Verse > Anthologies > Henry Wadsworth Longfellow, ed. > Poems of Places > England
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Henry Wadsworth Longfellow, ed.  Poems of Places: An Anthology in 31 Volumes.
England: Vols. I–IV.  1876–79.
 
Oxford
Oxford
Thomas Warton (1728–1790)
 
(From The Triumph of Isis)

YE fretted pinnacles, ye fanes sublime,
Ye towers that wear the mossy vest of time;
Ye massy piles of old munificence,
At once the pride of learning and defence;
Ye cloisters pale, that, lengthening to the sight,        5
To contemplation, step by step, invite;
Ye high-arched walks, where oft the whispers clear
Of harps unseen have swept the poet’s ear;
Ye temples dim, where pious duty pays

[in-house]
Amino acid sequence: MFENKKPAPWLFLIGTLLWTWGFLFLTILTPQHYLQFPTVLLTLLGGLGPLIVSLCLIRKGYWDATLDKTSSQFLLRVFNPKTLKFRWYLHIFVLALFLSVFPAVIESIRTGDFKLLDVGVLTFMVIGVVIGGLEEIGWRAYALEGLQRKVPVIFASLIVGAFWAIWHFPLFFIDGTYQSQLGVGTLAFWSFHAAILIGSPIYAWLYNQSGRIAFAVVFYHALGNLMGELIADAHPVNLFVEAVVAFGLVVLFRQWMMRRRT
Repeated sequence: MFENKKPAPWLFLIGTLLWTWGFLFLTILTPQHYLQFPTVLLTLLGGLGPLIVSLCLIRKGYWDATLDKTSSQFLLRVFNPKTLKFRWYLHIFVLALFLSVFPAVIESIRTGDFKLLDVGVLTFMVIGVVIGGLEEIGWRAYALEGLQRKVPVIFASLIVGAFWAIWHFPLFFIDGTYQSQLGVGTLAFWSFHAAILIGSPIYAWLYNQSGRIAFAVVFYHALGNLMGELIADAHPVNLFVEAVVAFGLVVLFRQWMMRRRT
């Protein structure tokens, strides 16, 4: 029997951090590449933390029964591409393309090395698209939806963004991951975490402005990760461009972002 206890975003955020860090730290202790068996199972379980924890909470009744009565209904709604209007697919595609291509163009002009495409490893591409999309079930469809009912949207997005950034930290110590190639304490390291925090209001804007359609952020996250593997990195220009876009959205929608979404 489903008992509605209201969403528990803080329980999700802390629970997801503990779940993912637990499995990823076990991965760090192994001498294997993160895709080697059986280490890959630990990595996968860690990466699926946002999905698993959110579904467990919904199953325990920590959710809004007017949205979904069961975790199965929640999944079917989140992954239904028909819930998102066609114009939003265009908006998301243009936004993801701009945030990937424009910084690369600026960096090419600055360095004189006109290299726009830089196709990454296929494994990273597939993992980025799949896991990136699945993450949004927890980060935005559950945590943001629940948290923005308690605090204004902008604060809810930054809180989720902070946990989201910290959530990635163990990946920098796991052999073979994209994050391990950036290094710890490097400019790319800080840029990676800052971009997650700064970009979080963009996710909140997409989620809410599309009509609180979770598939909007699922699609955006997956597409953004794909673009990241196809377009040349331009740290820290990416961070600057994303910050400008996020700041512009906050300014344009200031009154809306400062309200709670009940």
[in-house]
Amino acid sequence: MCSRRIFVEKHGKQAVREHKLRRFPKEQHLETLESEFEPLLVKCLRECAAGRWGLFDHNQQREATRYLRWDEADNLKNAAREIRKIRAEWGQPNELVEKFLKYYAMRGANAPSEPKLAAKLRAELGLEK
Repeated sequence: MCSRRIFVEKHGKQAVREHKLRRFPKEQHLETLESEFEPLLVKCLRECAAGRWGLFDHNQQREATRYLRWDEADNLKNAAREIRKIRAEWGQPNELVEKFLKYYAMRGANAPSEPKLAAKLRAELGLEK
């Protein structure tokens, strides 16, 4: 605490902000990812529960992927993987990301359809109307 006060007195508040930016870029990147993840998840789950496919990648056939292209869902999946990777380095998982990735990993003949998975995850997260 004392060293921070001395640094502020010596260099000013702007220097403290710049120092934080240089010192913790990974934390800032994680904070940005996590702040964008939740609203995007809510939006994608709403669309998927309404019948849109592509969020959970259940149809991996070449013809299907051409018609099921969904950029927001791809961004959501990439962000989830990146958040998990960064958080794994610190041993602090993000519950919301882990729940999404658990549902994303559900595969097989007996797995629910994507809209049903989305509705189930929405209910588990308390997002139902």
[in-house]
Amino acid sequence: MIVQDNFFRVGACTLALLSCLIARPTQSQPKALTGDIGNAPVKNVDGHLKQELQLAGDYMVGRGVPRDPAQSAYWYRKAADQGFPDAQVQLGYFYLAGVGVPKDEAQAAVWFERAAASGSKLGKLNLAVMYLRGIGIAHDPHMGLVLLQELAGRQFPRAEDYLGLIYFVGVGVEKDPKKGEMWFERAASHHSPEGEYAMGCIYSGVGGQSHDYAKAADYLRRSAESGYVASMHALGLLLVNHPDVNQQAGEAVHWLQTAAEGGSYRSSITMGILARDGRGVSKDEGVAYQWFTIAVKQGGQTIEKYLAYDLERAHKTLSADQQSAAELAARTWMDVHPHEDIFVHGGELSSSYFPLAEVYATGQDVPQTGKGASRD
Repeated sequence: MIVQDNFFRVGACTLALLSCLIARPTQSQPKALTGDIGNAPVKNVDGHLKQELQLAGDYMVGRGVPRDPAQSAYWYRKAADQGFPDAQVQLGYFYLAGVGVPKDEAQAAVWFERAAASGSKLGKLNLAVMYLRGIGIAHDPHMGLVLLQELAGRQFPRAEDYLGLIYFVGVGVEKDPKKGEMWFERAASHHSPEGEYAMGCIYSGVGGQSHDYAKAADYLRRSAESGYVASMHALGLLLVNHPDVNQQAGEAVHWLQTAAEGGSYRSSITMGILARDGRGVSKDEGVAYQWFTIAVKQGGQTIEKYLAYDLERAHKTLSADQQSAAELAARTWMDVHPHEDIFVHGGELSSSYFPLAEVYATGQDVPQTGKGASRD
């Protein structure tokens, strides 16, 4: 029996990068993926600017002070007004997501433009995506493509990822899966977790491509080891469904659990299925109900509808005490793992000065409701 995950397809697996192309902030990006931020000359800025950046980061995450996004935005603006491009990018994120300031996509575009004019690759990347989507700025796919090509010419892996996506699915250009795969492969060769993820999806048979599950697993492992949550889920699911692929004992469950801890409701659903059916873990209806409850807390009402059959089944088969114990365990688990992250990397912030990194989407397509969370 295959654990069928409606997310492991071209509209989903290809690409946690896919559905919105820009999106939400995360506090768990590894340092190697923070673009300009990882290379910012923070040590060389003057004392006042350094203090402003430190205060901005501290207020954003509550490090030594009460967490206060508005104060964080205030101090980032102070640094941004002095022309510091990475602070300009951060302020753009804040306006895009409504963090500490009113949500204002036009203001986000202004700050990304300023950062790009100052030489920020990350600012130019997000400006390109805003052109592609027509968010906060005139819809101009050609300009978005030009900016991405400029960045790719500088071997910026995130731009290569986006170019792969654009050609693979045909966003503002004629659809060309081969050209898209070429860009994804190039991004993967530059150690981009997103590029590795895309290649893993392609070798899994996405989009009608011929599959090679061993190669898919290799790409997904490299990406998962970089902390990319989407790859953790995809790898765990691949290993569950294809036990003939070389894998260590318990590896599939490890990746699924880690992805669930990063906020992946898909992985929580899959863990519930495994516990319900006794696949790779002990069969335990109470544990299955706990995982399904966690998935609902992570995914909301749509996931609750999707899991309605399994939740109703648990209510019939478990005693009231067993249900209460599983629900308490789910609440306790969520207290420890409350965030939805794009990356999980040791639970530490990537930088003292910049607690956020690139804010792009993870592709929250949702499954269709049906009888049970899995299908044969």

Her holy hymns of ever-echoing praise;—        10
Lo! your loved Isis, from the bordering vale,
With all a mother’s fondness, bids you hail!—
Hail, Oxford, hail! of all that ’s good and great,
Of all that ’s fair, the guardian and the seat;
Nurse of each brave pursuit, each generous aim,        15
By truth exalted to the throne of fame!
Like Greece in science and in liberty,
As Athens learned, as Lacedemon free!
  Even now, confessed to my adoring eyes,
In awful ranks thy gifted sons arise.        20
Tuning to knightly tale his British reeds,
Thy genuine bards immortal Chaucer leads:
His hoary head o’erlooks the gazing choir,
And beams on all around celestial fire.
With graceful step see Addison advance,        25
The sweetest child of Attic elegance:
See Chillingworth the depths of doubt explore,
And Selden ope the rolls of ancient lore:
To all but his beloved embrace denied,
See Locke lead Reason, his majestic bride:        30
See Hammond pierce Religion’s golden mine,
And spread the treasured stores of truth divine.
 
 
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